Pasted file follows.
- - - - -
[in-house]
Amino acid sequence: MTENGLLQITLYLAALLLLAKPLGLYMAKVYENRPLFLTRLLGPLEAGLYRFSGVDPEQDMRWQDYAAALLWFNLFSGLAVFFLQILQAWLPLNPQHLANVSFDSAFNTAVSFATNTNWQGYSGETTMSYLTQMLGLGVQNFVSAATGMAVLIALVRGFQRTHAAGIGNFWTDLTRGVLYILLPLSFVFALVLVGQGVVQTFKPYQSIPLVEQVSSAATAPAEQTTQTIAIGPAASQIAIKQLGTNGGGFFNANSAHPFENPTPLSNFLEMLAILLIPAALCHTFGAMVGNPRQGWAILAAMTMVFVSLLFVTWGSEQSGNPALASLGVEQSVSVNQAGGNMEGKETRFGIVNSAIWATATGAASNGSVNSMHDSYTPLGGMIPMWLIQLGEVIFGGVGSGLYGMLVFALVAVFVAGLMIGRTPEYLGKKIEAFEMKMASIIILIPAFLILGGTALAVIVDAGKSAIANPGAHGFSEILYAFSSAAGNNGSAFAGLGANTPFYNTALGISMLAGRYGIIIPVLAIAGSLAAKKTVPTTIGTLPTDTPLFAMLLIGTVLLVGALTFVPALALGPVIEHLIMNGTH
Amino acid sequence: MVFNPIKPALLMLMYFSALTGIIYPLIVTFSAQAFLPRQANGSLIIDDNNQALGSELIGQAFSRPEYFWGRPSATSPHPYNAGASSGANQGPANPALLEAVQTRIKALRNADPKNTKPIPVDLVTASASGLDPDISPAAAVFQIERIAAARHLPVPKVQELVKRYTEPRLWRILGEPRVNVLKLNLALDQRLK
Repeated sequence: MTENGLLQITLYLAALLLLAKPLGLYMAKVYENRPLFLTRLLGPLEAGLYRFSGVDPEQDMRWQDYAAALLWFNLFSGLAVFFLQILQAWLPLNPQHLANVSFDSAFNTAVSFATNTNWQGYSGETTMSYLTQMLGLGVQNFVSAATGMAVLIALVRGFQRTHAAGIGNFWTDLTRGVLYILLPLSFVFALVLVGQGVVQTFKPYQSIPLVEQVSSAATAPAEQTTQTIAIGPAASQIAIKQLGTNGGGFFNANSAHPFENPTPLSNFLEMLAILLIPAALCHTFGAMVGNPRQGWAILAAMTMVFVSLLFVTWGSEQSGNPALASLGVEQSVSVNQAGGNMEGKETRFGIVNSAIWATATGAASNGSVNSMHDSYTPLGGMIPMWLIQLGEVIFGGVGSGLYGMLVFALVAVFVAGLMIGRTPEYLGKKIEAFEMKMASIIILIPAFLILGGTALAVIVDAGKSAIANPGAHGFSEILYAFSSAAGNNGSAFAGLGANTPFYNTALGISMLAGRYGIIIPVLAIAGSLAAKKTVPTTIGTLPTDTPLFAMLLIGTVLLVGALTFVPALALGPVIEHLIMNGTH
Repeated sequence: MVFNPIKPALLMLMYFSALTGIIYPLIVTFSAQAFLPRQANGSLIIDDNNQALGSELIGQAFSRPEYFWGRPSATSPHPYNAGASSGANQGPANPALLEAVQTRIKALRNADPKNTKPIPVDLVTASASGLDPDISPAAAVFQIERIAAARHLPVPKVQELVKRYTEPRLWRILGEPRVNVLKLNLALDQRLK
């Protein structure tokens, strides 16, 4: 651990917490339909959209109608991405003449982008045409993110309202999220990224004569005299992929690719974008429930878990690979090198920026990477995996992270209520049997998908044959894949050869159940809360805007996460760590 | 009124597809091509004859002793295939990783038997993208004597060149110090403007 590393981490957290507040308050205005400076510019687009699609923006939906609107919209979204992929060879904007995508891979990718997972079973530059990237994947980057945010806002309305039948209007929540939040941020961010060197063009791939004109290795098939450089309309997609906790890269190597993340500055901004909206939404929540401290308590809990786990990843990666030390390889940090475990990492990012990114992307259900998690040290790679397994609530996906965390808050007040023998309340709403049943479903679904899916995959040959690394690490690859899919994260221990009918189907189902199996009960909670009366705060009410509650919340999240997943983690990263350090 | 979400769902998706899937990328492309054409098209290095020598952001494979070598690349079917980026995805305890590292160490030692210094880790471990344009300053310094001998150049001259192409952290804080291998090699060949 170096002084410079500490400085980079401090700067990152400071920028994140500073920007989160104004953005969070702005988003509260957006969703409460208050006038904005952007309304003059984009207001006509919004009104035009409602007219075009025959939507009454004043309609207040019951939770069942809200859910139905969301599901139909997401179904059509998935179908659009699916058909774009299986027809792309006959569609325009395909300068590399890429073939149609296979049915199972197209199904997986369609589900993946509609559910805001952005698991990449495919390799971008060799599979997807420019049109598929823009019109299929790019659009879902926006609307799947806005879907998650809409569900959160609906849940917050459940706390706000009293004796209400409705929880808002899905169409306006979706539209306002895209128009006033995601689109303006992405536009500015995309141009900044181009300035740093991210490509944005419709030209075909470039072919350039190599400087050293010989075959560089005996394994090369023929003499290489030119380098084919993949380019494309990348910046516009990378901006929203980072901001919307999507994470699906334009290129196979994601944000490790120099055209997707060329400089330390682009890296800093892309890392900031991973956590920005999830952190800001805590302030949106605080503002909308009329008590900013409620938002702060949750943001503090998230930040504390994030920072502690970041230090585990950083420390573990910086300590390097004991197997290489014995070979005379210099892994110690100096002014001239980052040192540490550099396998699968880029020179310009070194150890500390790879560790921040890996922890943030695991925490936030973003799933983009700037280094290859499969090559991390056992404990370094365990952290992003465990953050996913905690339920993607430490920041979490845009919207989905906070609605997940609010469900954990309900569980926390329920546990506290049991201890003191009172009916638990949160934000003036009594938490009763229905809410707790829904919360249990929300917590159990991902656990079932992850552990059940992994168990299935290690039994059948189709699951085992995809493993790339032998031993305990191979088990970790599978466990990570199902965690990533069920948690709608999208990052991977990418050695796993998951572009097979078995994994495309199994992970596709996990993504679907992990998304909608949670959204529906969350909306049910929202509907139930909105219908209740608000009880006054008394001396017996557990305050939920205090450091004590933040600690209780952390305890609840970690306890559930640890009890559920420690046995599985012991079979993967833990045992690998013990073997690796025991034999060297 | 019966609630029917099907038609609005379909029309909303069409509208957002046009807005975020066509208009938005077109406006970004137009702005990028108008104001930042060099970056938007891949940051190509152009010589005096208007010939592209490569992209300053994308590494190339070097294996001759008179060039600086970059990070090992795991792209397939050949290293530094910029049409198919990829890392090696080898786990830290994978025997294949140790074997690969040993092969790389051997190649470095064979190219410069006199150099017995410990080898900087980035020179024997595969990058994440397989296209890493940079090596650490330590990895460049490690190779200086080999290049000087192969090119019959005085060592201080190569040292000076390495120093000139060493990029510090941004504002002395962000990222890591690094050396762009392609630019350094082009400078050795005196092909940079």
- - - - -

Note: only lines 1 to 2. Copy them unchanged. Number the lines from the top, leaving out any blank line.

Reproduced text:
[in-house]
Amino acid sequence: MTENGLLQITLYLAALLLLAKPLGLYMAKVYENRPLFLTRLLGPLEAGLYRFSGVDPEQDMRWQDYAAALLWFNLFSGLAVFFLQILQAWLPLNPQHLANVSFDSAFNTAVSFATNTNWQGYSGETTMSYLTQMLGLGVQNFVSAATGMAVLIALVRGFQRTHAAGIGNFWTDLTRGVLYILLPLSFVFALVLVGQGVVQTFKPYQSIPLVEQVSSAATAPAEQTTQTIAIGPAASQIAIKQLGTNGGGFFNANSAHPFENPTPLSNFLEMLAILLIPAALCHTFGAMVGNPRQGWAILAAMTMVFVSLLFVTWGSEQSGNPALASLGVEQSVSVNQAGGNMEGKETRFGIVNSAIWATATGAASNGSVNSMHDSYTPLGGMIPMWLIQLGEVIFGGVGSGLYGMLVFALVAVFVAGLMIGRTPEYLGKKIEAFEMKMASIIILIPAFLILGGTALAVIVDAGKSAIANPGAHGFSEILYAFSSAAGNNGSAFAGLGANTPFYNTALGISMLAGRYGIIIPVLAIAGSLAAKKTVPTTIGTLPTDTPLFAMLLIGTVLLVGALTFVPALALGPVIEHLIMNGTH